Benztropine Toxicity and Atropine Psychosis

Morton R. Weinstein, MD; Ames Fischer, MD
JAMA. 1972;220(12):1616-1617. doi:10.1001/jama.1972.03200120064024.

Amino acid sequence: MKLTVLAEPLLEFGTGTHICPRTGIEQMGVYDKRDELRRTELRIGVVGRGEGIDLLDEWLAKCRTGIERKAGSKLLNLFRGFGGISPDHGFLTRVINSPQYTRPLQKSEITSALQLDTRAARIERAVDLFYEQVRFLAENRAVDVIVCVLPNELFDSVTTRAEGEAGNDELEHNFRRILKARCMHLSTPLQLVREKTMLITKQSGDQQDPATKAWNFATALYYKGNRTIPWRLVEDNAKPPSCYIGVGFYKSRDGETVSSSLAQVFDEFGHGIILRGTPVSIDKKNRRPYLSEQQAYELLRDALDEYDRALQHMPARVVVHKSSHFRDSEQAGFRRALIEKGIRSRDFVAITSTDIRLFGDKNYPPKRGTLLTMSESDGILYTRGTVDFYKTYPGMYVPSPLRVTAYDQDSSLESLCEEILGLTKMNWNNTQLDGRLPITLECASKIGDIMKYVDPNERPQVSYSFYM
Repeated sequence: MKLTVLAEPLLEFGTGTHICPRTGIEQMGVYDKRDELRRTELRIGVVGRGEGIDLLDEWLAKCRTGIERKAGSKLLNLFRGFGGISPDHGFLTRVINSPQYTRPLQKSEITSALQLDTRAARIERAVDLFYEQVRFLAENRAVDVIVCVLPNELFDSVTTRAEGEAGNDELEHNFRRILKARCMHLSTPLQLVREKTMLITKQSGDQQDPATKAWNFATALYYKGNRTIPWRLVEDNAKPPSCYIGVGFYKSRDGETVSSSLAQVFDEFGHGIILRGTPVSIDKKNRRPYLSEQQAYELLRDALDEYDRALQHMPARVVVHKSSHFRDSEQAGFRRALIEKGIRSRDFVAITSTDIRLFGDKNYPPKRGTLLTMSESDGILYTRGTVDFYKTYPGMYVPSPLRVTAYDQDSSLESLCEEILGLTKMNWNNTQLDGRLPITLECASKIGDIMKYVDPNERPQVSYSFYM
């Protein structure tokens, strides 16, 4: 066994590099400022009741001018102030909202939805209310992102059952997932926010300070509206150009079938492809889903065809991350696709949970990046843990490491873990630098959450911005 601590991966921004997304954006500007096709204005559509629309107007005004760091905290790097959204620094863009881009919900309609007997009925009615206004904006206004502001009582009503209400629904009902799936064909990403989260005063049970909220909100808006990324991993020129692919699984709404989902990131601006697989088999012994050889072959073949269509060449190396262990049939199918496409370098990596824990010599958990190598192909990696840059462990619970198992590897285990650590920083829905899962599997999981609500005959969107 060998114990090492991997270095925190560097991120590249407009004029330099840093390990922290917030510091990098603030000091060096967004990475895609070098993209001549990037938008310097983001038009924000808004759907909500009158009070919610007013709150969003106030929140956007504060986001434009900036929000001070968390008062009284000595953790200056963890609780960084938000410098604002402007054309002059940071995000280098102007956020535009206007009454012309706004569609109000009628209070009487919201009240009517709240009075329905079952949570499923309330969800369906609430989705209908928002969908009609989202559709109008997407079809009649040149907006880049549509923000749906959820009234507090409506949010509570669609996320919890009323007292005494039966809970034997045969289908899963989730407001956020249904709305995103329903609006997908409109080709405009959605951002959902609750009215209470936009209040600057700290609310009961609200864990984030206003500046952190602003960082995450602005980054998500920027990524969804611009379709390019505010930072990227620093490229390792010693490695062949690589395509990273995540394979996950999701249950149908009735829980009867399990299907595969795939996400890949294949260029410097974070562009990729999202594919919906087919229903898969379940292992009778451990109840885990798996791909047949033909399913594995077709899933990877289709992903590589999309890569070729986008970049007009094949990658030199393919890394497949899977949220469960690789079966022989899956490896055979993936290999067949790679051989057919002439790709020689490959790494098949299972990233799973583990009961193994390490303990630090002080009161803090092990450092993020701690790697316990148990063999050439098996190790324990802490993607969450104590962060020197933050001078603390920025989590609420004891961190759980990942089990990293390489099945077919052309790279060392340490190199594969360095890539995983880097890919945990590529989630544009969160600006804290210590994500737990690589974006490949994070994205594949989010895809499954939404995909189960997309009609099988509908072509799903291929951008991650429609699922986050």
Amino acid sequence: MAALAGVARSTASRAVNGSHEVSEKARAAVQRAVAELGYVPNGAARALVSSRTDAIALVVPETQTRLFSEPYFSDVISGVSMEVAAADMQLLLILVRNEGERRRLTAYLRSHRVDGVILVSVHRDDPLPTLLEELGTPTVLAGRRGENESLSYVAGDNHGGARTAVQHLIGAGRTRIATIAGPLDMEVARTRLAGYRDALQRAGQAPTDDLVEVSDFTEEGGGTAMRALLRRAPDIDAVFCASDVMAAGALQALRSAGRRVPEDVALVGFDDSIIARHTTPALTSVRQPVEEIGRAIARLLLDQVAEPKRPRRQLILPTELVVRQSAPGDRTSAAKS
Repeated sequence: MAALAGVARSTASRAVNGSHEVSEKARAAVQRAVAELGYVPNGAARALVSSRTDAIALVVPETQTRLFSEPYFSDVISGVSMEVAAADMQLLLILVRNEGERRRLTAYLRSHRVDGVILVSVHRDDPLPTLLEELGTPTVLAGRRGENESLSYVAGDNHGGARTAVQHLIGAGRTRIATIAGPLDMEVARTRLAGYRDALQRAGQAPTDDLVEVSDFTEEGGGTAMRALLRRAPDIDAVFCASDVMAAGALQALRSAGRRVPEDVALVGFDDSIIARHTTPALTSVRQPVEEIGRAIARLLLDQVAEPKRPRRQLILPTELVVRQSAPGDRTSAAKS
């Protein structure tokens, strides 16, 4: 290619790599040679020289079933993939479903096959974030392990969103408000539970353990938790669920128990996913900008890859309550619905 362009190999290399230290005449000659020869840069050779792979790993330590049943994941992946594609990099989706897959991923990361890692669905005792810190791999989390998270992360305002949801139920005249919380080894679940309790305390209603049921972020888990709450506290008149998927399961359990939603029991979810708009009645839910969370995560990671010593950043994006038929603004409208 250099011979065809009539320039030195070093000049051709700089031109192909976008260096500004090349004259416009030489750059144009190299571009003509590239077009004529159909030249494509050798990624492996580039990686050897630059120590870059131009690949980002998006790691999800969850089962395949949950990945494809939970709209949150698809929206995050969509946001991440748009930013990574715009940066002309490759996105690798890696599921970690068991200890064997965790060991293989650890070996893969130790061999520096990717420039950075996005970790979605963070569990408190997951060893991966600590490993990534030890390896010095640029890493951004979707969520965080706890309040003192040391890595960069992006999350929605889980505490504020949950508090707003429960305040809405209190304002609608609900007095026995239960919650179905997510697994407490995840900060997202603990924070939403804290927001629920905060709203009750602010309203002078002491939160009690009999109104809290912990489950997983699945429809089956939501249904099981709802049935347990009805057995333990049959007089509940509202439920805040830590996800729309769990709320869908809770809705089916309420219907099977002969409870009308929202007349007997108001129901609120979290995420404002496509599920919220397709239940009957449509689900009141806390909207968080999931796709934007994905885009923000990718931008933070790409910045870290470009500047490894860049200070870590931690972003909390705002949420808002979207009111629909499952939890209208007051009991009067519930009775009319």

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To the Editor.—  El-Yousef, Janowsky, Davis, and Sekerke (220:125, 1972) point out that antiparkinsonian drugs combined with "high doses of phenothiazines" can superimpose an atropine psychosis on the underlying psychiatric illness. We can confirm this from our own extensive experience with the combined use of both categories of drugs in psychotic patients.The three case vignettes presented by El-Yousef and his colleagues may be misleading because they do not illustrate the toxic effects of "high doses of phenothiazines" combined with antiparkinsonian agents, but instead show that moderate doses of phenothiazine-related compounds in association with unusually high doses of an antiparkinsonian drug can produce an atropine psychosis. Their patients were given 12 mg, 6 mg, and 8 mg/day, respectively, of benztropine mesylate to control the extrapyramidal syndromes of patients treated with phenothiazine-related drugs; such instances are rare. We estimate that fewer than 5% of our benztropine-treated patients require more than 4


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